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by Susannah McQuitty,

“What we’re doing this week is not necessarily ’missions‘ work. This is a Vision Trip.”

No matter how many different ways I try to describe our time in Guatemala, Kayla’s words have always felt the most accurate.

We talk a lot about vision these days – in our businesses, our lives, our churches – so the word can easily begin to lose its focus. I bet you have posters or pictures in your office that are meant to keep work in perspective. And how many cute hashtags and mottos do we crank out to get people’s attention and pique their interests in our passions? Could you count the times you’ve hacked away at a meaningful statement to get it down to 140 characters?

There’s nothing wrong with those things, of course. But when partnered with Healing Waters, we both knew that we wanted something more than an exchange of mission statements and images from the field to understand our identities as organizations.

So we went on a Vision Trip.

In a clinic in Guatemala City, the nurse showed us shelves of donated medicines that are free to those in need, explaining that the clinic gives in grace because it receives in grace. We were served a meal at the Mineras’ feeding center, surrounded by kids who braided our hair and laughed at our attempts at Spanish: Kids who would be rooting through trash for food if not for the Mineras’ ministry in Jocotan. The church in Portales showed us cinderblock pillars that will one day support a second story for their now tin-and-metal building, thanks to the profits from their clean water store. We watched parades celebrating Guatemala’s independence as we walked through the streets of Antigua and drank in the national pride and brotherly love.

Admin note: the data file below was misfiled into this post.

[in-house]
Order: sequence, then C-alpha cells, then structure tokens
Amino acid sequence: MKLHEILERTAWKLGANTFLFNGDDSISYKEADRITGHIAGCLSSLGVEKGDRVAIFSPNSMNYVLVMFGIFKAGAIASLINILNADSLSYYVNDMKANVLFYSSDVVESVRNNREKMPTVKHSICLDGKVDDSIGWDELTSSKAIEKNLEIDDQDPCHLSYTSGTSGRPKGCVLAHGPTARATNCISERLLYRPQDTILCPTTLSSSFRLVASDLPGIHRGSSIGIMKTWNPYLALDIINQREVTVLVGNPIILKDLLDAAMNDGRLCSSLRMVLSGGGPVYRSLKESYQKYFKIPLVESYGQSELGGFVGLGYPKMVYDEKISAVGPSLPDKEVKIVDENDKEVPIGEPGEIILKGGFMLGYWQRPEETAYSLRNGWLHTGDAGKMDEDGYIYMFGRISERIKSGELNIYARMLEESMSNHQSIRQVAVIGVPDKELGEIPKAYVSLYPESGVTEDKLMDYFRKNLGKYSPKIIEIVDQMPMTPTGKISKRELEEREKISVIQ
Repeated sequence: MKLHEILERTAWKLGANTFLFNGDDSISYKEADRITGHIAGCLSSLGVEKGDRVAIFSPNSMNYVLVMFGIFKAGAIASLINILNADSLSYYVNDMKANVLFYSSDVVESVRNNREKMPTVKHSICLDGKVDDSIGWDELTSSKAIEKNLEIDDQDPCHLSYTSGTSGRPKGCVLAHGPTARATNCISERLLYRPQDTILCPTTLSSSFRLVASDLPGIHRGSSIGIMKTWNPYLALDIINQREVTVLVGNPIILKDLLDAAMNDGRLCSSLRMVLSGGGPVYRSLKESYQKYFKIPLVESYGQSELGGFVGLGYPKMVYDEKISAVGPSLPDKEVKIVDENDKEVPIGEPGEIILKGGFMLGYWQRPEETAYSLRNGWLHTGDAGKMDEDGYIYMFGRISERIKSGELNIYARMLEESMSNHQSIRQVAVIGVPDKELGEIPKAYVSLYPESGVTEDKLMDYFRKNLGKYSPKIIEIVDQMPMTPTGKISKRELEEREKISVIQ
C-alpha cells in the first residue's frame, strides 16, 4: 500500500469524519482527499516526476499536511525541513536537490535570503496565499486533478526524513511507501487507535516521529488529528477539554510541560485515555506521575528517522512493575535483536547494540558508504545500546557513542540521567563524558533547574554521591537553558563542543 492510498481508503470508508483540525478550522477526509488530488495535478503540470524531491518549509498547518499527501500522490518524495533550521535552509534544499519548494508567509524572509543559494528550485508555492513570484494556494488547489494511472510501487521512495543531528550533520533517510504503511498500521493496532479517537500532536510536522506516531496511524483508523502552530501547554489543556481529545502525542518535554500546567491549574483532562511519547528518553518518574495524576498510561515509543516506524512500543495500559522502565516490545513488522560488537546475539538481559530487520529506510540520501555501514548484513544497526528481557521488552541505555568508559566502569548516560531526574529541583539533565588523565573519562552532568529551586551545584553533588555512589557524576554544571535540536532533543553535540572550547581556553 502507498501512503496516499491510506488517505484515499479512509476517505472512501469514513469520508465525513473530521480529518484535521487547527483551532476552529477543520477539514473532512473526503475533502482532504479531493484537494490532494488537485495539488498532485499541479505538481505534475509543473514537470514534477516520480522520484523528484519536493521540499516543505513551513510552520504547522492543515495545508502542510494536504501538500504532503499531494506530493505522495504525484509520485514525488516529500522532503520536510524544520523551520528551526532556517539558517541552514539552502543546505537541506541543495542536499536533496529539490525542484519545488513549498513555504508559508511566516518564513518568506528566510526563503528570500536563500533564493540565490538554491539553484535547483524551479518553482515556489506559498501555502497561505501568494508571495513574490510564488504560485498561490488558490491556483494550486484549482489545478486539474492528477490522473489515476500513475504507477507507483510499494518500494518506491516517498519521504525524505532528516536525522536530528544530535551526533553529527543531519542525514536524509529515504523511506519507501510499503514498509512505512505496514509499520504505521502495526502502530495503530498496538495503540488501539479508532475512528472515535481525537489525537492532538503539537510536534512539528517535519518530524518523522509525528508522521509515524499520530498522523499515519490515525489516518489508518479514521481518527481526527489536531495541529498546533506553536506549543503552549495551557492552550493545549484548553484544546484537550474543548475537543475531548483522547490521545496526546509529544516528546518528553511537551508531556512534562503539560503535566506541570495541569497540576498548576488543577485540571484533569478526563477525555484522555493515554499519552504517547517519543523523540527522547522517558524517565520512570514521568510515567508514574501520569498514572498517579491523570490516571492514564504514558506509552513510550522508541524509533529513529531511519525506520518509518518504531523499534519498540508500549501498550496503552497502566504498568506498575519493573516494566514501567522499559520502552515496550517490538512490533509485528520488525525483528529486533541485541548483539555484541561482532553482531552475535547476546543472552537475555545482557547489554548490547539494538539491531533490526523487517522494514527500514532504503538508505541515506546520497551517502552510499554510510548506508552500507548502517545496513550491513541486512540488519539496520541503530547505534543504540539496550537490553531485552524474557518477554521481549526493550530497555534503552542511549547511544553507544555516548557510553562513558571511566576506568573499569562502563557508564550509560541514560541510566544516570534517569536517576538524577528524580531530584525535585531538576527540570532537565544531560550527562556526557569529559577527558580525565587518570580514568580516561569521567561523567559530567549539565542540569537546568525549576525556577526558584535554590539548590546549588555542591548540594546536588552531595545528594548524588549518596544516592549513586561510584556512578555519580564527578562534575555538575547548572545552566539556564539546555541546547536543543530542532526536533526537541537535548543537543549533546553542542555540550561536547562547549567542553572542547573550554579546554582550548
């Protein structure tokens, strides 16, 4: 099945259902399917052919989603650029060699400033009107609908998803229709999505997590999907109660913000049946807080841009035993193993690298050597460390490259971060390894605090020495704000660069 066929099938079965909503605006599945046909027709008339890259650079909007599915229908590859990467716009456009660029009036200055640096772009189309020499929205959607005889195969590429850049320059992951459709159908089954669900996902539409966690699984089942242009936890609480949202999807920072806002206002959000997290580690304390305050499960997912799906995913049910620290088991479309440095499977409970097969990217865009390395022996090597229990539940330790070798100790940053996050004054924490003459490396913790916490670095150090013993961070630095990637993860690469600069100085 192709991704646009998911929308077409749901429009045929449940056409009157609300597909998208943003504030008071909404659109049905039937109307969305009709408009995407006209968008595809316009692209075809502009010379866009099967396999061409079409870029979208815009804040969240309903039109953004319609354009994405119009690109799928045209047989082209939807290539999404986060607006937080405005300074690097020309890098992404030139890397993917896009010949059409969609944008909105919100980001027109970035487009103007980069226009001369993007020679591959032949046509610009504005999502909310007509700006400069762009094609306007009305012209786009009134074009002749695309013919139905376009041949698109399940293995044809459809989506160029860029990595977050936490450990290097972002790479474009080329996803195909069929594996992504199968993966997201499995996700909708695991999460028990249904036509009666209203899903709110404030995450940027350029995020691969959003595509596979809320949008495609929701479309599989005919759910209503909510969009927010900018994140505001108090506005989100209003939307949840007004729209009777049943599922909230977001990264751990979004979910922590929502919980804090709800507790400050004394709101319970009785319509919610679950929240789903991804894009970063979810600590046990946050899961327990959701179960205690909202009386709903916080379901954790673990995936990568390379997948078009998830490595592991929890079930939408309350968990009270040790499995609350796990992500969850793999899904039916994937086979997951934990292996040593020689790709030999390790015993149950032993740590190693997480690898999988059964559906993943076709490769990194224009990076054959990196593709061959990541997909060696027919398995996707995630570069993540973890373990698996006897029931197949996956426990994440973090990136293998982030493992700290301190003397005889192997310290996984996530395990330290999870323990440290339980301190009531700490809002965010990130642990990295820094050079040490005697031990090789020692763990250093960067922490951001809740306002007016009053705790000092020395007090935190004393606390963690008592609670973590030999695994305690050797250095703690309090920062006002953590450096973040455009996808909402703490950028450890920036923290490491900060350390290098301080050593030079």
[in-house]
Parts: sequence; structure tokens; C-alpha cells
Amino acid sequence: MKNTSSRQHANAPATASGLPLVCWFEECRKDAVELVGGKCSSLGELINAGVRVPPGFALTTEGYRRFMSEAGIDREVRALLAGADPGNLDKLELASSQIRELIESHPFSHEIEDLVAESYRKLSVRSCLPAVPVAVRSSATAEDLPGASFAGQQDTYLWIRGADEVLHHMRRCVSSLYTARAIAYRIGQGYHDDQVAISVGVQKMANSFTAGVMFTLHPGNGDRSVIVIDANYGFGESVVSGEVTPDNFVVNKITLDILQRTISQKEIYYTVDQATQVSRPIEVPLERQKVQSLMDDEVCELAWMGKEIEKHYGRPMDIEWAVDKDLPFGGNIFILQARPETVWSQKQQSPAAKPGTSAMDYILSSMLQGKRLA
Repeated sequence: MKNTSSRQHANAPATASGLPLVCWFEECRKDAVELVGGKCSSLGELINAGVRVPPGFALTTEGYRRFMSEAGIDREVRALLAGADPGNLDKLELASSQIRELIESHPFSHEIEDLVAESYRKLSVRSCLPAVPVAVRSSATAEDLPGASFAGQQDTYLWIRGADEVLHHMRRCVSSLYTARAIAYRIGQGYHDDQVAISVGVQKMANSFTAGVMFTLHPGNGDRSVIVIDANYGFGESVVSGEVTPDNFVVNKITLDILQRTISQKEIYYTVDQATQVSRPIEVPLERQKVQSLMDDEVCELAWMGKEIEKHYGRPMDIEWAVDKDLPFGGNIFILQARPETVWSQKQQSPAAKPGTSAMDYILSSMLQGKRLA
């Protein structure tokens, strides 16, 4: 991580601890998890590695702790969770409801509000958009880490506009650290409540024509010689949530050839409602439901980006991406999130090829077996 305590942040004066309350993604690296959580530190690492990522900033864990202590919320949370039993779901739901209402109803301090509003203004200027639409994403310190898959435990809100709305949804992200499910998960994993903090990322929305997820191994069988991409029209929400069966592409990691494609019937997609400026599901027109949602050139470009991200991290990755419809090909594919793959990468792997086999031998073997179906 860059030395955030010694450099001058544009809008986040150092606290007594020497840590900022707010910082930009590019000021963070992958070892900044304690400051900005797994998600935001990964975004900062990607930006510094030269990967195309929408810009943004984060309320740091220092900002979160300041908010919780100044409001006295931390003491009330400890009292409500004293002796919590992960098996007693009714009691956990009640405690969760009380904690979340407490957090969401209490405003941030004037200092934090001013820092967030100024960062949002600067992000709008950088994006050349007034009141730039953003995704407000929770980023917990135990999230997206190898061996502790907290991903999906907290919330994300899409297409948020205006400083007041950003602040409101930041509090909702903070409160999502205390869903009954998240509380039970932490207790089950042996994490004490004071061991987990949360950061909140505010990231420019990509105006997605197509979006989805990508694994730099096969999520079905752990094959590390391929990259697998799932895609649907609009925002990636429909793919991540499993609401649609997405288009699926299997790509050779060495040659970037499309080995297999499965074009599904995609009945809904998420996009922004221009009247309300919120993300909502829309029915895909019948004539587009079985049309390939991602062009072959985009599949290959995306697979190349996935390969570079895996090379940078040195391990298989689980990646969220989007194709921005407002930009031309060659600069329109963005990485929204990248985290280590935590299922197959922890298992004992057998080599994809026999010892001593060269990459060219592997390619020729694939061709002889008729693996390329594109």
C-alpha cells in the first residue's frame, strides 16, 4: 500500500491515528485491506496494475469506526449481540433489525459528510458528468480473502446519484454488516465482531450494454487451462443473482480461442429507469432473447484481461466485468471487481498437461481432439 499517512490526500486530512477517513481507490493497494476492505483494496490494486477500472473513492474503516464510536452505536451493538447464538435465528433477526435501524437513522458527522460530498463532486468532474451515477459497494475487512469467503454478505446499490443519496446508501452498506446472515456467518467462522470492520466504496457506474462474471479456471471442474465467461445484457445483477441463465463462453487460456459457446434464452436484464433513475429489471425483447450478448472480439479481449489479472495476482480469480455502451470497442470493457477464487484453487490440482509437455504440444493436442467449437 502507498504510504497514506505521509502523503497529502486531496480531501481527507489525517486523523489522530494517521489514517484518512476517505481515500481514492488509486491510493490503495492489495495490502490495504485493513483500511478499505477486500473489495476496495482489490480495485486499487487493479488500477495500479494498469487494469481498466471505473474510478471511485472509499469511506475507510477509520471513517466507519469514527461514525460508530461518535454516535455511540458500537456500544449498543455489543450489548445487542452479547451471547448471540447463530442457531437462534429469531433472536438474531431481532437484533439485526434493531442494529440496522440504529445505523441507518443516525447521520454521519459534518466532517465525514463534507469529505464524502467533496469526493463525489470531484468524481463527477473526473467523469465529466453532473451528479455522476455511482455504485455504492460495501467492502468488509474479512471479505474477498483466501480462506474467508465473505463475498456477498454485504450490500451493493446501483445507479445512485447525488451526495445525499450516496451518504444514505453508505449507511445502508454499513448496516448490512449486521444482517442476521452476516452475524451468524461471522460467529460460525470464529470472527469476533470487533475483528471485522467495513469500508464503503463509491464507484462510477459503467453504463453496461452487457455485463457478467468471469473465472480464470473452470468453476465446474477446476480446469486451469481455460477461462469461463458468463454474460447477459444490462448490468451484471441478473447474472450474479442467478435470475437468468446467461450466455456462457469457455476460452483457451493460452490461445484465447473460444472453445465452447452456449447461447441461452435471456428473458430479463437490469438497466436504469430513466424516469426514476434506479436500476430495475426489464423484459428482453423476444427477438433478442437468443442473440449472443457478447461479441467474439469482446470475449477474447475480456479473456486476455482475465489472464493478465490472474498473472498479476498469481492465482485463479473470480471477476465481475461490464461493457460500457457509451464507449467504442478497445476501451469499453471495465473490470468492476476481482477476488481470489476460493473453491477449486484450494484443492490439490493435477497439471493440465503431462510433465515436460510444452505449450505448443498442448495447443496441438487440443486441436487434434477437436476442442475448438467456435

When we prepped for the trip, I told people I was going to Guatemala. When I returned, I was brimming over with stories about Guatemala City, Jocotan, Antigua, and Portales. Now, I know names and faces and stories, and Guatemala is no longer a country in Central America – it is part of me, part of our team, and part of our company. And more importantly, we are a part of it.

At, we believe in the power of becoming global citizens. Our partnership with Healing Waters and our time in Guatemala has rooted our understanding that global citizenship is an accessible reality.

Once again, I find the best words to describe our experience have been spoken by someone else:

“We are trying to change lives, but this work is changing my life, too” (Louis Mineras).

We’re on a mission to end the global water crisis. We build holistic clean water solutions and spread God’s love in at-risk communities around the world, empowering people not just to survive, but to thrive – physically, socially and spiritually.

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